People talk about "free speech rights" all the time. But, in reality, our free speech rights are rather limited. Until the U.S. Supreme Court’s decision in Lane v. Franks, No. 13-483 (6/19/14), for example, "free speech" did not apply to speaking publicly about a co-worker at the risk of one’s job. Edward Lane testified before

Judicial interpretation is art, not science.  Judicial interpretation depends entirely on the individual judgment of the judge.  So, it is quite remarkable when a sitting Justice of the Supreme Court calls a justice on the Seventh Circuit Court of Appeals a "liar."  Judge Antonin Scalia recently penned a book with another author regarding judicial interpretation.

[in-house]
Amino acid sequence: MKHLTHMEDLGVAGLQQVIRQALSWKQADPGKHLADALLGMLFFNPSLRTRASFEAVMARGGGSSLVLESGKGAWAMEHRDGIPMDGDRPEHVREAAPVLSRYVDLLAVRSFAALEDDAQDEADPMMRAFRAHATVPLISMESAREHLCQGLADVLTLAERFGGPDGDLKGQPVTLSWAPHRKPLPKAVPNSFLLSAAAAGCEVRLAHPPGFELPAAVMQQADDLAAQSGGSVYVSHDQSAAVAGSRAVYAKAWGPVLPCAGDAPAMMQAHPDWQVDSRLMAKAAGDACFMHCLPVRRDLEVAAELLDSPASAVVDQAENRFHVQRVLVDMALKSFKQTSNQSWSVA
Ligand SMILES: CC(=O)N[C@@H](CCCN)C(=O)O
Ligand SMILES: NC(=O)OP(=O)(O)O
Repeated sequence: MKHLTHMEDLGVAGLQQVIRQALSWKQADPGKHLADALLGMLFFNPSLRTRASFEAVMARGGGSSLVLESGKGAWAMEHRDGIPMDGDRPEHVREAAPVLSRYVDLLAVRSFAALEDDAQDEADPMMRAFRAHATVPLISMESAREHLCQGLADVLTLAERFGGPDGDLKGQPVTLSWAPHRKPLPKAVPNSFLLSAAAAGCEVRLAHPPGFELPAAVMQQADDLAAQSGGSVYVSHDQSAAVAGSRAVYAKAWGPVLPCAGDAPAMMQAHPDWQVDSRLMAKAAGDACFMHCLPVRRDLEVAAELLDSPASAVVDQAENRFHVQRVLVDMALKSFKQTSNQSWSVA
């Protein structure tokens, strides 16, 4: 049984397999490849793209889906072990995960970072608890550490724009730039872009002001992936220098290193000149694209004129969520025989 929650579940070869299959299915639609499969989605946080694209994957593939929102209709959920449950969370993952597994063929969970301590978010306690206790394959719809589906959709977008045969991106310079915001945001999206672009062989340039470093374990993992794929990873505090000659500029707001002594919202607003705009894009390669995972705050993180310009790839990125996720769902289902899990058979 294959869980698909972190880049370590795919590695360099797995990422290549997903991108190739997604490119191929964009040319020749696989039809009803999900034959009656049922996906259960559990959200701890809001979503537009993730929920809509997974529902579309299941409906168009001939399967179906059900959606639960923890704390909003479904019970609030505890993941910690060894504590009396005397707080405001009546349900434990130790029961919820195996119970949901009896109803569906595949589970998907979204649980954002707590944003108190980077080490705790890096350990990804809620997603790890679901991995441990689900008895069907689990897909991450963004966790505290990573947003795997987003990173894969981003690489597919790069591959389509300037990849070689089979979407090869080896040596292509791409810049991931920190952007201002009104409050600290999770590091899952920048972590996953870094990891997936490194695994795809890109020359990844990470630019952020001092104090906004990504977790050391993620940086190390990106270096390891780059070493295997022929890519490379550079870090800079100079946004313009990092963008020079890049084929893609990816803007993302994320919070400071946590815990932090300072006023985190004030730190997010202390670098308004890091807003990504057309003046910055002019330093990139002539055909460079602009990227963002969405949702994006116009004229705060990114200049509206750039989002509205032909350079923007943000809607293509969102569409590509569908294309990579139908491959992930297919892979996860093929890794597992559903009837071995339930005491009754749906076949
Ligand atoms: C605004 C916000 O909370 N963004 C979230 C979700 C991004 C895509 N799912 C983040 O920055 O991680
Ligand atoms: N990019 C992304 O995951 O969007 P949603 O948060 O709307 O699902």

Are pantsuits still verbotten as professional wear?  Recently, the new US Solicitor General (ie, the person who actually argues cases to the US Supreme Court on behalf of the federal government) appeared before the US Supreme Court wearing a pantsuit.  One might shrug and think no big deal.  But her choice became the topic of

 I have been in the trenches, too long.  II have been representing employees in their struggle for justice and vindication, too long.   After all these years, I tend to look at judges in terms of how they will look at employment lawsuits.  I should be more balanced, but have to admit that I am